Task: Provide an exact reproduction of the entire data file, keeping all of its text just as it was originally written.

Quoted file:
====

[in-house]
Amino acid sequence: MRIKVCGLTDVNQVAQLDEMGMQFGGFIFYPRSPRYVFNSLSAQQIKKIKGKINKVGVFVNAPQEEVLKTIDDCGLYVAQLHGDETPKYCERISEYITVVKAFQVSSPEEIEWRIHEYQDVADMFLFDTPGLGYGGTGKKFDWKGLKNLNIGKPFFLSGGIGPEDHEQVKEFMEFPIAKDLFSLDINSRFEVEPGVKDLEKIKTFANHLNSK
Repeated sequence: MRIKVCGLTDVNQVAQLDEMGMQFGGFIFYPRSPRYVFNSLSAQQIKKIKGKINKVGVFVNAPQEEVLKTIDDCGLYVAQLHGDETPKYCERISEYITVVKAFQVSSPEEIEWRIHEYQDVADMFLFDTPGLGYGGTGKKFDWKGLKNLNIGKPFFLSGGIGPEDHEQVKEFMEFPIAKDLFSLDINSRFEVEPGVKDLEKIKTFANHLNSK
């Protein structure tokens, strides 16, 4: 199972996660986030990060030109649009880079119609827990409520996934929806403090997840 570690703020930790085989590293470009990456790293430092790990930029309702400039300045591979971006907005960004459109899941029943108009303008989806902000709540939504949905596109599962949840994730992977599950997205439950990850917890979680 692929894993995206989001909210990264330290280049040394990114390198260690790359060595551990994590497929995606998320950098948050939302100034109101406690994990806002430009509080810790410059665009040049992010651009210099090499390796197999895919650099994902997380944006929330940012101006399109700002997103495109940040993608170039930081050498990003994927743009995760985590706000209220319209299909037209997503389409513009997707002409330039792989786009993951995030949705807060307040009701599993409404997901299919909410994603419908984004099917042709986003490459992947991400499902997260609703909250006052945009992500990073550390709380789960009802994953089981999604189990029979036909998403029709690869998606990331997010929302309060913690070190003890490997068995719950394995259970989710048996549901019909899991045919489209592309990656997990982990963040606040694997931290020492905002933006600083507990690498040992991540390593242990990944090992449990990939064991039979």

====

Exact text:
[in-house]
Amino acid sequence: MRIKVCGLTDVNQVAQLDEMGMQFGGFIFYPRSPRYVFNSLSAQQIKKIKGKINKVGVFVNAPQEEVLKTIDDCGLYVAQLHGDETPKYCERISEYITVVKAFQVSSPEEIEWRIHEYQDVADMFLFDTPGLGYGGTGKKFDWKGLKNLNIGKPFFLSGGIGPEDHEQVKEFMEFPIAKDLFSLDINSRFEVEPGVKDLEKIKTFANHLNSK
Repeated sequence: MRIKVCGLTDVNQVAQLDEMGMQFGGFIFYPRSPRYVFNSLSAQQIKKIKGKINKVGVFVNAPQEEVLKTIDDCGLYVAQLHGDETPKYCERISEYITVVKAFQVSSPEEIEWRIHEYQDVADMFLFDTPGLGYGGTGKKFDWKGLKNLNIGKPFFLSGGIGPEDHEQVKEFMEFPIAKDLFSLDINSRFEVEPGVKDLEKIKTFANHLNSK
């Protein structure tokens, strides 16, 4: 199972996660986030990060030109649009880079119609827990409520996934929806403090997840 570690703020930790085989590293470009990456790293430092790990930029309702400039300045591979971006907005960004459109899941029943108009303008989806902000709540939504949905596109599962949840994730992977599950997205439950990850917890979680 692929894993995206989001909210990264330290280049040394990114390198260690790359060595551990994590497929995606998320950098948050939302100034109101406690994990806002430009509080810790410059665009040049992010651009210099090499390796197999895919650099994902997380944006929330940012101006399109700002997103495109940040993608170039930081050498990003994927743009995760985590706000209220319209299909037209997503389409513009997707002409330039792989786009993951995030949705807060307040009701599993409404997901299919909410994603419908984004099917042709986003490459992947991400499902997260609703909250006052945009992500990073550390709380789960009802994953089981999604189990029979036909998403029709690869998606990331997010929302309060913690070190003890490997068995719950394995259970989710048996549901019909899991045919489209592309990656997990982990963040606040694997931290020492905002933006600083507990690498040992991540390593242990990944090992449990990939064991039979």